By Mark Weisleder
Many people think being a landlord and investing in real estate is a way to make easy money. It can be financially rewarding if you do your homework and reduce your risks. But easy, it isn't and it can lead to financial ruin if not done properly.
Moneyville columnist Alison Griffiths wrote about her adventure as a landlord earlier this year. It's a humorous look at what can go wrong and the lessons learned, but anybody thinking about an investment property might want to read: Why did I think being a landlord was easy money?
The trick is to end up with money in your pocket at the end of the month after paying your bills and collecting the rent as you slowly pay down the mortgage and end up with a nest egg.
Here are some tips:
- Research the area where you'd like to buy. Is it in decline or on the way up? A good indication is if chains like Wal-Mart, Tim Hortons and Home Depot are moving in. These companies do a lot of work on demographics and income before deciding where to locate. You can get a big picture look at vacancy rates at settlement.org, a federally funded site that helps immigrants with information and resources to settle in Canada.
- Use a real estate agent who also is an area investor. Ask them to show you their properties and the rents. Ask for the names of other investors they have helped. Call them. Make sure they have a team of professionals you can use, such as property managers, insurance advisers, mortgage brokers, home inspectors, accountants and lawyers.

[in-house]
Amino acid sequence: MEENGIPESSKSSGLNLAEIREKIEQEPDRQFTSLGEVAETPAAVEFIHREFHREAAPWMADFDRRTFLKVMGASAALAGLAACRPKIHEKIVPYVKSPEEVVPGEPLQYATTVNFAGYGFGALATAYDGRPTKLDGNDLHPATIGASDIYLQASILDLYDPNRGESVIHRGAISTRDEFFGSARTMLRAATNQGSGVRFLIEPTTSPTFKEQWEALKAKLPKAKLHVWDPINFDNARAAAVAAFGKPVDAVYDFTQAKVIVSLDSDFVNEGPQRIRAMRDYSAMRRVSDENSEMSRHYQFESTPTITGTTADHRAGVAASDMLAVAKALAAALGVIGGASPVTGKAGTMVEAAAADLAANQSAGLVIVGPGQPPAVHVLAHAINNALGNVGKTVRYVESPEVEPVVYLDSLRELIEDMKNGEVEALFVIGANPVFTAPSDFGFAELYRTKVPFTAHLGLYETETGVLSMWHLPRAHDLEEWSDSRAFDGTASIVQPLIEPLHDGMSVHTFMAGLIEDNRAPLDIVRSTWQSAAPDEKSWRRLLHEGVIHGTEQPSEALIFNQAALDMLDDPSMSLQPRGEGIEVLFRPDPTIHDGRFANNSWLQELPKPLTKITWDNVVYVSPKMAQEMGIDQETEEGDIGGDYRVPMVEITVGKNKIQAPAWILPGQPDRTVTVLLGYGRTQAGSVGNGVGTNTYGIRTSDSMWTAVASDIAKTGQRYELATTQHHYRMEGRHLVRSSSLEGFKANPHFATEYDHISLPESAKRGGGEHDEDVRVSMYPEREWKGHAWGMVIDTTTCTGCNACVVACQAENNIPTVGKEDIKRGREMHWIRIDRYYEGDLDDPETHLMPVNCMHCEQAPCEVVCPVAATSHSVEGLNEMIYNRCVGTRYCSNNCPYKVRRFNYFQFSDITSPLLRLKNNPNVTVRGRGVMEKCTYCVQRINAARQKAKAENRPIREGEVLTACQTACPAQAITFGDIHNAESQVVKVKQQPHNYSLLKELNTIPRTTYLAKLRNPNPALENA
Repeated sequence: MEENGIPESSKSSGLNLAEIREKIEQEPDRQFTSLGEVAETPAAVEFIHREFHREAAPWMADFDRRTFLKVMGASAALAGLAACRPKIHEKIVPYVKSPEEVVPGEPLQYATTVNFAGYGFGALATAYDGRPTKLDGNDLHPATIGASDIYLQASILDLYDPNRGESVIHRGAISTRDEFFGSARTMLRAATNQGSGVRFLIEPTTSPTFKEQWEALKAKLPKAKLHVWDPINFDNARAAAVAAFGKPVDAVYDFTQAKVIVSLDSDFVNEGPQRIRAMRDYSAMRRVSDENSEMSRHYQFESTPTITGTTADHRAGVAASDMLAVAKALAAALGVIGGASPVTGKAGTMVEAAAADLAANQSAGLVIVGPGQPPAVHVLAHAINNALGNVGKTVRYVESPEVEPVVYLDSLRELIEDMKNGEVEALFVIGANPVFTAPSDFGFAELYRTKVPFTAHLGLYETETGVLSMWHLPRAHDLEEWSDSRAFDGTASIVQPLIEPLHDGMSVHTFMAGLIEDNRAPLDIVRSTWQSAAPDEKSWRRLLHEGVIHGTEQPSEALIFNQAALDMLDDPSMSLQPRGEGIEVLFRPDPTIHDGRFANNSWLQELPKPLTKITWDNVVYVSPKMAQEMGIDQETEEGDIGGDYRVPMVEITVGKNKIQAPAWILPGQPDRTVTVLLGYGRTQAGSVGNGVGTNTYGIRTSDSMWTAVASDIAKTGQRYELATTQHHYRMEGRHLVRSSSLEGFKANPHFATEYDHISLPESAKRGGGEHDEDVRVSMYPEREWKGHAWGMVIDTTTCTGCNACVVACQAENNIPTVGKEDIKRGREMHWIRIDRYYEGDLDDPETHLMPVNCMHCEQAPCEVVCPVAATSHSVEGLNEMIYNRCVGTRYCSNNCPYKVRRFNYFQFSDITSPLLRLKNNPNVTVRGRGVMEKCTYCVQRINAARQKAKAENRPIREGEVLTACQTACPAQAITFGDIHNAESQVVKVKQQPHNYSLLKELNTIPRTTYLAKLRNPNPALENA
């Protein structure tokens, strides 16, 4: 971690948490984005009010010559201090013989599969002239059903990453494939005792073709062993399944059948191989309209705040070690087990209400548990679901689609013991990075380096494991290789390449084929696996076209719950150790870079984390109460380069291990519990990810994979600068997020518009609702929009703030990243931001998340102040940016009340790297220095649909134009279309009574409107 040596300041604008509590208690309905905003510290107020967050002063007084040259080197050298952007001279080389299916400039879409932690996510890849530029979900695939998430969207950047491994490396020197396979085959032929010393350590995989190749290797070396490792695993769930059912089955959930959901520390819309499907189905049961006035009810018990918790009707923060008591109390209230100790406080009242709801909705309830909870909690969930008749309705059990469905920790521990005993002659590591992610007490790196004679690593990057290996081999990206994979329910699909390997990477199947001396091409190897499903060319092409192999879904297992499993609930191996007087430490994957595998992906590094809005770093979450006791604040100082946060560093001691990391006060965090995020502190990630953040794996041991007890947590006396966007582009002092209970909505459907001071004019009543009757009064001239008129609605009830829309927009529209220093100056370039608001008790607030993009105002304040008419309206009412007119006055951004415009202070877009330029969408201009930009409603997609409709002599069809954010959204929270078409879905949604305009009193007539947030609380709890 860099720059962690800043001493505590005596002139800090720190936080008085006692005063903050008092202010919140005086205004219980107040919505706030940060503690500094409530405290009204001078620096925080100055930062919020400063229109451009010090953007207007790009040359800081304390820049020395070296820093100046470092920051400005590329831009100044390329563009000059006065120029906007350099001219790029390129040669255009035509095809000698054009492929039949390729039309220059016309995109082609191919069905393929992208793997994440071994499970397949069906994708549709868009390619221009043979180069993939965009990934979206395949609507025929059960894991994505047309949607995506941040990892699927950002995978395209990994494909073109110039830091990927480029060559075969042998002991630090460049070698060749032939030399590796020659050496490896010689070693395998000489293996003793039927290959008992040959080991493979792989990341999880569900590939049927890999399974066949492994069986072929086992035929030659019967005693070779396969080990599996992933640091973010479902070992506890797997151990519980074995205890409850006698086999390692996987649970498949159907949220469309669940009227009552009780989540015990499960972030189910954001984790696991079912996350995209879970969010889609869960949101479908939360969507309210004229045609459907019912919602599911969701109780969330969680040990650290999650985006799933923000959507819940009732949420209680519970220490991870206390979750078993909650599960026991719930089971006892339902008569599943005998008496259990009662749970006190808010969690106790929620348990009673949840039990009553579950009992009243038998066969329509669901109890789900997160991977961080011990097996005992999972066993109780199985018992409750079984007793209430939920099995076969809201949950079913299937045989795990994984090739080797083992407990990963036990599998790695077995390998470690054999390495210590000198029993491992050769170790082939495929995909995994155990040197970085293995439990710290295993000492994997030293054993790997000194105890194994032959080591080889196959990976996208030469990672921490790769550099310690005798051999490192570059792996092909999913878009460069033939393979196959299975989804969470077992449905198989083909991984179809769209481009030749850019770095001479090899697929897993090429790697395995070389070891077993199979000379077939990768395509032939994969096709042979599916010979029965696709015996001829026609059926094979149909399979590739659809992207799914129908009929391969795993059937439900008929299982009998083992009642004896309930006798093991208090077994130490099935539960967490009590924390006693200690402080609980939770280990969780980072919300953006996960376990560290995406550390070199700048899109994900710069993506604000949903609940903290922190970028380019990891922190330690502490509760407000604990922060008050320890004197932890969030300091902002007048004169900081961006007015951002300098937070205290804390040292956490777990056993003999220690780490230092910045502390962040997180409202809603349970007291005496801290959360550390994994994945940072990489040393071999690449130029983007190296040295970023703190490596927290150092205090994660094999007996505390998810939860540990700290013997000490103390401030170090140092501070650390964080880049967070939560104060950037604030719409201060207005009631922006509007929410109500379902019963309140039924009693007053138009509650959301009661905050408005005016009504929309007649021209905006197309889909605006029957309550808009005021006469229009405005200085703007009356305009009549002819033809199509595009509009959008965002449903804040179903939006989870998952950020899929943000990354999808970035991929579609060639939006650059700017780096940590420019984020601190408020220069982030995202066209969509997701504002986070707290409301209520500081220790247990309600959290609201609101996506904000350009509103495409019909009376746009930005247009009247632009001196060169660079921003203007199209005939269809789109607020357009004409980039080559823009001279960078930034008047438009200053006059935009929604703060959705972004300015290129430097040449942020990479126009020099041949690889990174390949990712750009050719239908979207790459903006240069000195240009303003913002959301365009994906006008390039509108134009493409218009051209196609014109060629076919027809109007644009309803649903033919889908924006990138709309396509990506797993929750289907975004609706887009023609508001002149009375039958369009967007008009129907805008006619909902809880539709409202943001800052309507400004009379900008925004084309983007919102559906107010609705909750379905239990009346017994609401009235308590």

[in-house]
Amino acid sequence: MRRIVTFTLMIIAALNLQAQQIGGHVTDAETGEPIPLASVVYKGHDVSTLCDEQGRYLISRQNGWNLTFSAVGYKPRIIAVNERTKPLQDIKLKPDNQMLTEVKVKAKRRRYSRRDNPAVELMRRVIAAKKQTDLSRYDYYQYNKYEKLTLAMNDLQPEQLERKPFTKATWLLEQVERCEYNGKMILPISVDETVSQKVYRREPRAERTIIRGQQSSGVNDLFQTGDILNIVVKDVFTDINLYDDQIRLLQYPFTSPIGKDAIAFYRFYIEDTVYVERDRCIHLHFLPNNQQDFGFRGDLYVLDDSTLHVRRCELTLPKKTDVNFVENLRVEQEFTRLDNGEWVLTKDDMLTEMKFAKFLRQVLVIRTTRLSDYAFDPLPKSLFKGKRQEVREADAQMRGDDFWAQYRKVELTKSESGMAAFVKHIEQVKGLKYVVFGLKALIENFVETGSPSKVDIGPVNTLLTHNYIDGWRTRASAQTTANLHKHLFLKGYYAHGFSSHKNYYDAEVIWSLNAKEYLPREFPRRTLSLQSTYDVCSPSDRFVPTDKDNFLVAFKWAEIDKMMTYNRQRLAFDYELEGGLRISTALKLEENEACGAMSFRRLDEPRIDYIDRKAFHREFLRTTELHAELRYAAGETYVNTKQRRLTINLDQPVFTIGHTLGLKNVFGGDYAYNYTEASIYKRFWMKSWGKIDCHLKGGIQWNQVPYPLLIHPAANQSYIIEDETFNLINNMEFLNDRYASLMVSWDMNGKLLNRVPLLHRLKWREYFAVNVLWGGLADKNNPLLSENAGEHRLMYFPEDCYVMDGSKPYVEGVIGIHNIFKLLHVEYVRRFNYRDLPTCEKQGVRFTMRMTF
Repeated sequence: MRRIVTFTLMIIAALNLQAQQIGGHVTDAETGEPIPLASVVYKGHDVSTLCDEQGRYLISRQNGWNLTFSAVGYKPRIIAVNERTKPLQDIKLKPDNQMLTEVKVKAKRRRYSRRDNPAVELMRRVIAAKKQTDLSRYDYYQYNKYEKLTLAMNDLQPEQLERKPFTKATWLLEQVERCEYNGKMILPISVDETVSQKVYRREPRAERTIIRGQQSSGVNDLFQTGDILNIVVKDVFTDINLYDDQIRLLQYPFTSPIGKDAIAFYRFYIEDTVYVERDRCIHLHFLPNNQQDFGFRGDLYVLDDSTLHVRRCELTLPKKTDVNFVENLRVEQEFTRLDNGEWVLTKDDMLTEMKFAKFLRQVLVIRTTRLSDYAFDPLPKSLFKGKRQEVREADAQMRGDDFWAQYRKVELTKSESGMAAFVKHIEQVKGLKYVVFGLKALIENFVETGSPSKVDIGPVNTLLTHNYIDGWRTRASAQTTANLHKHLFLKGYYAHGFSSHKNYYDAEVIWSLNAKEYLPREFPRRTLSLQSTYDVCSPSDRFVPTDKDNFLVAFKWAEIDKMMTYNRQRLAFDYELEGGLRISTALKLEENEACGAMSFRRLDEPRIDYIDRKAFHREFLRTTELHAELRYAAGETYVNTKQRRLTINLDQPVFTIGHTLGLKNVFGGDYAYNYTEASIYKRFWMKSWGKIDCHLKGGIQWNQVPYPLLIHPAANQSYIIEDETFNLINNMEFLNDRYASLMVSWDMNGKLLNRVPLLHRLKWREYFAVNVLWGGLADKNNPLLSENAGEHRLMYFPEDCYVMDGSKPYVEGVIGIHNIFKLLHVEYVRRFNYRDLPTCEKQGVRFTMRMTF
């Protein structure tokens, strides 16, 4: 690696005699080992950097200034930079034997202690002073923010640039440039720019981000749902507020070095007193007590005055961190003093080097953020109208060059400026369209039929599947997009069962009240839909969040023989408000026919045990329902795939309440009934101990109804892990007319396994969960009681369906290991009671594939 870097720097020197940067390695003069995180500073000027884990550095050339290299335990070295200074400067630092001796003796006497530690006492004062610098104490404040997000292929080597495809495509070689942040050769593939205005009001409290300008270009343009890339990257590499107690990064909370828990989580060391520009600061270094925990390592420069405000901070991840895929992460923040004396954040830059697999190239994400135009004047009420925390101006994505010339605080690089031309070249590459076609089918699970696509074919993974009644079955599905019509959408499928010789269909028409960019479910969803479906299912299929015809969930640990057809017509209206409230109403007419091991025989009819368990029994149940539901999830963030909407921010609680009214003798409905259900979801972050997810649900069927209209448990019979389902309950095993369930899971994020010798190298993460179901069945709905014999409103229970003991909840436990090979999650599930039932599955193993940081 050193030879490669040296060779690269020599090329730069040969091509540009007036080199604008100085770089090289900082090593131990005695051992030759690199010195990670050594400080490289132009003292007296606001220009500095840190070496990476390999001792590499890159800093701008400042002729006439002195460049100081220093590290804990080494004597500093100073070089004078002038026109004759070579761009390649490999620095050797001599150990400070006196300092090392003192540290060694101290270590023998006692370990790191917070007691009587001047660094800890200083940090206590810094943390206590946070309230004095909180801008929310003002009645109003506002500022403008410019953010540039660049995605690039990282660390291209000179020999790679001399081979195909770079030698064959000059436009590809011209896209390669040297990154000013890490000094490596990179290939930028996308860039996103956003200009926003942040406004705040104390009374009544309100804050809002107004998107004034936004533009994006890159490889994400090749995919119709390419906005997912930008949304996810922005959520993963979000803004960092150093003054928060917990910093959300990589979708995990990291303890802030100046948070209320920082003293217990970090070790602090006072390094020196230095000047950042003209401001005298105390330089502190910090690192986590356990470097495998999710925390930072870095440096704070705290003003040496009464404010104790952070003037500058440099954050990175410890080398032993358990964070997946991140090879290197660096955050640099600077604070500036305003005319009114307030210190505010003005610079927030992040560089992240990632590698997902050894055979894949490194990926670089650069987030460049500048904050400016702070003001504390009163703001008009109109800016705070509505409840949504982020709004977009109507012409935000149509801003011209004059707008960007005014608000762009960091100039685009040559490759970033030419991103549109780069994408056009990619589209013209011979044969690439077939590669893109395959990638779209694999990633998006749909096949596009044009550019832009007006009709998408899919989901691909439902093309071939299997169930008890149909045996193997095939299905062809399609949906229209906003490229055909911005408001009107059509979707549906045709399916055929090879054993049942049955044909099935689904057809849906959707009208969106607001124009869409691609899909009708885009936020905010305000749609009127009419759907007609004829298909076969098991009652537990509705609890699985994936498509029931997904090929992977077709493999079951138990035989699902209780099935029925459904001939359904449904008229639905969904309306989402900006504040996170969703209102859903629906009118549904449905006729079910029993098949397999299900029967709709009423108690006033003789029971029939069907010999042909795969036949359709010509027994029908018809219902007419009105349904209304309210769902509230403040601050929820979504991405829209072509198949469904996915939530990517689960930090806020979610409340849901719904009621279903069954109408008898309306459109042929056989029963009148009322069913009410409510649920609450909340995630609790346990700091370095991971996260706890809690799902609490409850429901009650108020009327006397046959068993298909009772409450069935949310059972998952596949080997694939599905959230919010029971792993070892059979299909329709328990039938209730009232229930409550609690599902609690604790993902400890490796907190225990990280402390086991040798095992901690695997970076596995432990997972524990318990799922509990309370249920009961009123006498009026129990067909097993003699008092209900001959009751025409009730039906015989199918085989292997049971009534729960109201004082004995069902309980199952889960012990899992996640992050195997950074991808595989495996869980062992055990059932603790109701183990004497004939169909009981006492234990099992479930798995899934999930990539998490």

- Once you own more than four rental units, find a reliable property manager. You don't want to take a call in the middle of the night. A rule of thumb is that you should allocate up to 10 per cent of monthly rent to a property manager. They will make sure your building is properly maintained and can help find tenants.
- Do not be in a hurry to rent a vacant unit. Take your time to qualify any potential tenant, since it can take months to evict a problem tenant. Call all tenant references, ask for a current pay stub and speak to at least two prior landlords. Where possible, require the tenant to pay for utilities. The tenant will have to apply to the utility company for an account, which amounts to an extra credit check being done by the utility company.
- Be careful with basement apartments and homes rented to students. Although these units can provide additional income, you must make sure that they are legal, comply with the fire code and have any required licenses to operate.
- Buy and hold your property for the long term. This way, you have an income and slowly start to pay down your mortgage.
- If you are investing with others, have a partnership agreement. Problems may occur later if the friendship breaks down, especially if one partner loses their job and cannot pay their share of expenses, or if one partner wants to sell while the other does not. With a partnership agreement, you can provide what will happen in these situations in advance, without having to pay costly legal fees to figure it out later.
Investing in real estate is not easy. But by taking the proper precautions, it can be very rewarding.
Mark Weisleder is a lawyer, author and speaker to the real estate industry. Contact him at firstname.lastname@example.org